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Doing business in Brazil

An interview with Paulo Dortas


How do you assess the outlook for your economy?

Over the next few years, the Brazilian economy will face the positive impact of several drivers: the 2014 FIFA World Cup, the 2016 Olympic Games and a burgeoning, consuming middle class. Certain sectors will therefore see a large uptick in demand for goods and services. Good opportunities exist in education, construction & real estate, healthcare and transportation among others.

Despite recent slow growth, these factors lead us to believe that Brazil offers an exciting window of opportunities to investors over the next five years, although the most important fact is that the economy has been changing in order to keep the growth sustainable.

What are the top three strengths of your economy as a potential target for investors?

The Brazilian financial market is stable, and the economy has been closely monitored. This has resulted in economic indicators that give room for growth, such as stable inflation rates and low unemployment rates. Beside this there are a lot of new consumers coming to the market -  more than 30 million people joined the middle classes over the past decade. Another strength is the changes government is making as regards the deregulation of key sectors such as transportation and airports ahead of the FIFA World Cup and Olympic Games.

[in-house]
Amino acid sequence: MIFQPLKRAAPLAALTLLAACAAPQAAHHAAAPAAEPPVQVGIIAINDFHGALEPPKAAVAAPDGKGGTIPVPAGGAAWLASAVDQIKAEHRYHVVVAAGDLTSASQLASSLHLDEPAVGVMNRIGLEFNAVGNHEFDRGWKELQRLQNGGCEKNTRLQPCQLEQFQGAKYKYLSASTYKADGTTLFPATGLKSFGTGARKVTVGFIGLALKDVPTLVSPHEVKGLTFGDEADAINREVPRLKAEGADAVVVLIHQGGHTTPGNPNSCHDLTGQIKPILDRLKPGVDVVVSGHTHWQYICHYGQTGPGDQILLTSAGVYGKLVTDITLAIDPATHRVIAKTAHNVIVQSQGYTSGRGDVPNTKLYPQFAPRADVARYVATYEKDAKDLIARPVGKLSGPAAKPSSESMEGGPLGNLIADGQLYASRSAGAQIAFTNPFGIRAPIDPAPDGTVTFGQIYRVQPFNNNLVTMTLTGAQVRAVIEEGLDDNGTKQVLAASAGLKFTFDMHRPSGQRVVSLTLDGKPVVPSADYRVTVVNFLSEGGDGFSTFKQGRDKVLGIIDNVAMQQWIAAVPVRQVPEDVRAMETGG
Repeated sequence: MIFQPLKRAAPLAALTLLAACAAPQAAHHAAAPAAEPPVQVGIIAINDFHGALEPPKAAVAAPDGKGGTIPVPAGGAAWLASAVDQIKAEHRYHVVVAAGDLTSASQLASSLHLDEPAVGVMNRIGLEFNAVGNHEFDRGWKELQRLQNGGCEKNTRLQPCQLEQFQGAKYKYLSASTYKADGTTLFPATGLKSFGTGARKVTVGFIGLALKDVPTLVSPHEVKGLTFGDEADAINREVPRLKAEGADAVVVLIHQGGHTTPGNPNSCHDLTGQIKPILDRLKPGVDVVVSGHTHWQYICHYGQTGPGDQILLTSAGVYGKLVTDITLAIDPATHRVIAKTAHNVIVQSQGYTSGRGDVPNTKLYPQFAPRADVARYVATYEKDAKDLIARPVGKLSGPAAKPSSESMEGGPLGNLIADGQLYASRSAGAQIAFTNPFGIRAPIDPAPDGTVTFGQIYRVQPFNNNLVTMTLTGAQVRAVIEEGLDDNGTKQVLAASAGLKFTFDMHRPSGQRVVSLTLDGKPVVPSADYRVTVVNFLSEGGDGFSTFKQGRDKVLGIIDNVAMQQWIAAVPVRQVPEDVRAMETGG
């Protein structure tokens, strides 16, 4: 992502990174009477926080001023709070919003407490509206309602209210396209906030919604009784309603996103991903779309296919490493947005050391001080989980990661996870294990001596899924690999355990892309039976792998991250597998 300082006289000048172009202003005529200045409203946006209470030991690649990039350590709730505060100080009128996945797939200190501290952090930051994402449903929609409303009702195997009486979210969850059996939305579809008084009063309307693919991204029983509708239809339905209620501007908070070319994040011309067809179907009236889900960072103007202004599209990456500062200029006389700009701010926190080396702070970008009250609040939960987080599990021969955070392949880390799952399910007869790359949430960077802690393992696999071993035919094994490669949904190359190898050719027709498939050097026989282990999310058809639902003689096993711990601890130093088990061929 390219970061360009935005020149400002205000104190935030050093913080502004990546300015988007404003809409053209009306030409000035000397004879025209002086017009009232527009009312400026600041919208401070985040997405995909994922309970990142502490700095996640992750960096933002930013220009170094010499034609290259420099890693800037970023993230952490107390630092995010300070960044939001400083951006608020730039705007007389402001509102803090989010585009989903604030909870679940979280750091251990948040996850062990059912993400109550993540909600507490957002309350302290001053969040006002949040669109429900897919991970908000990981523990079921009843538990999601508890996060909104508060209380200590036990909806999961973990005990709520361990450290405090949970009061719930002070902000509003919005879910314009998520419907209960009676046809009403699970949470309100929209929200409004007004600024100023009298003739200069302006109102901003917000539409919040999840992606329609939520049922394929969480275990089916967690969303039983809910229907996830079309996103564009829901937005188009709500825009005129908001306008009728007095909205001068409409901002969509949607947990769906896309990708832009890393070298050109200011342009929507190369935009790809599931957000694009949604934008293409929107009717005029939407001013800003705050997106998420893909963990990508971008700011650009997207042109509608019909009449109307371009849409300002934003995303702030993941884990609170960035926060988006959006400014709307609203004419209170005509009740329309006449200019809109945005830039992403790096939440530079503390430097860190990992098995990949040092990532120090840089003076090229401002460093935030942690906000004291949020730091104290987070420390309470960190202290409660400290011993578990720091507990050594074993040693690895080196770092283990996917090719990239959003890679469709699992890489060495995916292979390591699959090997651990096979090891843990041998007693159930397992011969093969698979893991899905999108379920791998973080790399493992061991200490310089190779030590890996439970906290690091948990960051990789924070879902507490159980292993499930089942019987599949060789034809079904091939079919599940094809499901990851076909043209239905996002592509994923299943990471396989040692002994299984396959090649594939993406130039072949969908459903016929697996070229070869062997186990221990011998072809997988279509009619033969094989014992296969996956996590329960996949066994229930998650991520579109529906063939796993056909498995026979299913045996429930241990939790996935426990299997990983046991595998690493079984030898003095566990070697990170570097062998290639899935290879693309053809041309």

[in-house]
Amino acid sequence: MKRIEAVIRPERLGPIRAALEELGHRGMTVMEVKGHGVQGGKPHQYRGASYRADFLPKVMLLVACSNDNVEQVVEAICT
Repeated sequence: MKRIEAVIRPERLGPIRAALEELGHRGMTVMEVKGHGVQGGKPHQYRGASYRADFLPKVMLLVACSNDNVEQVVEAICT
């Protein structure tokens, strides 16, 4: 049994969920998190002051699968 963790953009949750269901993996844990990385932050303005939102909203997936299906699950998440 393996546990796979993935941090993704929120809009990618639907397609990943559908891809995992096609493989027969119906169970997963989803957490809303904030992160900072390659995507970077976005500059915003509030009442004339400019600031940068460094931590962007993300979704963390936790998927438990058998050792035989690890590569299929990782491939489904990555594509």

What should business leaders be aware of when investing in your country?

Brazil is a large country – the largest in the southern hemisphere and the fifth largest in the world – so it is impossible to do business here without taking into account the regional differences. Tax and labour legislation is unique and very complex.

What does your firm specialise in?

We specialise in providing audit, tax and advisory services to companies with strong growth potential, including family-owned businesses and private equity and venture capital units.

Paolo Dortas is Managing Partner, Grant Thornton Brazil.